And Why Small to Medium-Sized Businesses Need to Pay Attention
Between Elon Musk’s tweets/memes and all the ransomware attacks, I’m sure you’re wondering “is this cryptocurrency something I need to be thinking about for my business?” Well, if you’re a small to medium size business or software company that enables payments, the answer is a simple yes.
While the answer is simple, cryptocurrency is not all that simple to wrap your head around. If you’re a little unclear on what it is and how it works, you’re definitely not alone. The purpose of this article is to help you get up to speed on this topic. I’ll try to keep it less painful than an actual ransomware attack.
Cryptocurrency is a digital currency based on Blockchain technology
First, what is Cryptocurrency? Cryptocurrency is decentralized digital currency that can be used to buy goods and services but can also lose or gain value like stocks. Think of it as a digital version of cash that is an alternative to government fiat currencies (currencies that are backed by a commodity such as gold.) Blockchain is the technology that has enabled cryptocurrency, which essentially spreads all the recorded transactions across many computers all around the world. This is sometimes referred to a distributed ledger.
Blockchain as a technology has started to be used for other applications such as NFT (Nonfungible Token). You may have heard that the “Charlie Bit My Finger” You Tube video recently sold for over $700,000! Back to our scheduled program on cryptocurrency though. The most well-known cryptocurrency is Bitcoin which began in 2009. There are now more than 10,000 currencies with names like: Ethereum, Dogecoin and stablecoins. And, according to recently published research from PYMNTS.com, 12 percent of US consumers currently own one or more cryptocurrencies.
Customers drive adoption
The United States ranks in the bottom of adoption for cryptocurrency at roughly 6%. Customers ultimately will drive the adoption for cryptocurrency as it matures. Some of the perceived benefits to customers right now are:
- Avoiding transaction fees
- Avoiding long processing times
- Easier currency conversion
That said, there are downsides to consider:
- Cryptocurrency isn’t reversible
- Currently it’s taxed as a capital gain each time it’s used
- Value needs to be tracked each time it’s sold
- Anonymous means it’s ripe for bad actors, there is a reason ransomware requests payments in Bitcoin
- And probably the biggest is the volatility of the cryptocurrency. However, Stablecoins aim to eliminate the volatility by pegging it to something like a precious metal.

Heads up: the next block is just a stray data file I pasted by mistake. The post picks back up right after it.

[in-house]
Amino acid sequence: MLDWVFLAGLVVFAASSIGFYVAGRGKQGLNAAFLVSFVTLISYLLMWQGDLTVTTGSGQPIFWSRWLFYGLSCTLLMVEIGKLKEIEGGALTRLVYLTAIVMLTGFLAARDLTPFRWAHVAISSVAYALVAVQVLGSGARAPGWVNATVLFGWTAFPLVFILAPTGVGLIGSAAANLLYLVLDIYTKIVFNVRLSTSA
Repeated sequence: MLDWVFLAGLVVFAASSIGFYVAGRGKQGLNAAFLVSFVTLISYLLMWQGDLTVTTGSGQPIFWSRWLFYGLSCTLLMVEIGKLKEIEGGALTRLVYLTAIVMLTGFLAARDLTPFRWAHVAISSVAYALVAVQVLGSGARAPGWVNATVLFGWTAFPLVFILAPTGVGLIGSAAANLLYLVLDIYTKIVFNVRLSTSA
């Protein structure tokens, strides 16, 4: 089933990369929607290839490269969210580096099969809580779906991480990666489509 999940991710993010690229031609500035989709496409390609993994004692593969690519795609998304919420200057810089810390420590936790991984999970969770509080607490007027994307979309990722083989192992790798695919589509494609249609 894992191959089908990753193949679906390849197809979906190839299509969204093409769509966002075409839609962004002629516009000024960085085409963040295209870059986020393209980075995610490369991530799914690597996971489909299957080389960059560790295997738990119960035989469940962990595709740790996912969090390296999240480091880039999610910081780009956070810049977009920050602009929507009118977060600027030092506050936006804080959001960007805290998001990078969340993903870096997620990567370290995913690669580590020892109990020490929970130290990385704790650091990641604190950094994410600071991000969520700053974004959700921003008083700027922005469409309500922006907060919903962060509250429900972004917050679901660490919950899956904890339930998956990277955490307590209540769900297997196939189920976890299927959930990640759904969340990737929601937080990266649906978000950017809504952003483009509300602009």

Lastly, I would say it is still an easier and a better user experience currently to use either a credit card or cash than the digital wallet for cryptocurrency. That said, there are increased efforts to make the technology adoption easier, such as PayPal allowing for cryptocurrency usage. Convenience always drives adoption. As a result, once digital wallets make cryptocurrency as easy to use as credit cards, we will see demand grow. Nevertheless, credit cards are currently the most ubiquitous payment method in the United States.
Businesses should continue to monitor the need for their business
Right now, I don’t see cryptocurrency being top-of-mind for small to medium sized businesses in 2021. The barriers and risks are still both high, but as it evolves, there will be greater adoption of and consumer demand for the acceptance of cryptocurrency as a payment method. And, it may happen faster than we think. Not as quickly as contactless payments, which saw a 40% increase in the first quarter of last year, but it will ramp up. According to that same PYMNTS.com research, as many as 46 million consumers would consider using cryptocurrency for retail purchases.
Even so, I think a lot of people are in the “wait and see” mode for cryptocurrency both from a customer and a business perspective. It reminds me of 2010 where we were running out of IP addresses, so we needed to move everything over to IPv6. Eleven years later we are at 35% adoption of IPv6 and we’re still not at a tipping point. Much like IPv6, I don’t see Bitcoin becoming the new default currency overnight. But if you’re thinking more long-term, 2022-2024 and planning a roadmap; I do think cryptocurrency needs a mention. My simple reasoning is after 20% adoption, businesses will want rethink payment acceptance for this evolving trend.
We at Wind River are keeping a close eye on this trend along with others. If you have any feedback or requests to share with us on cryptocurrency or other trends, we would love to hear it!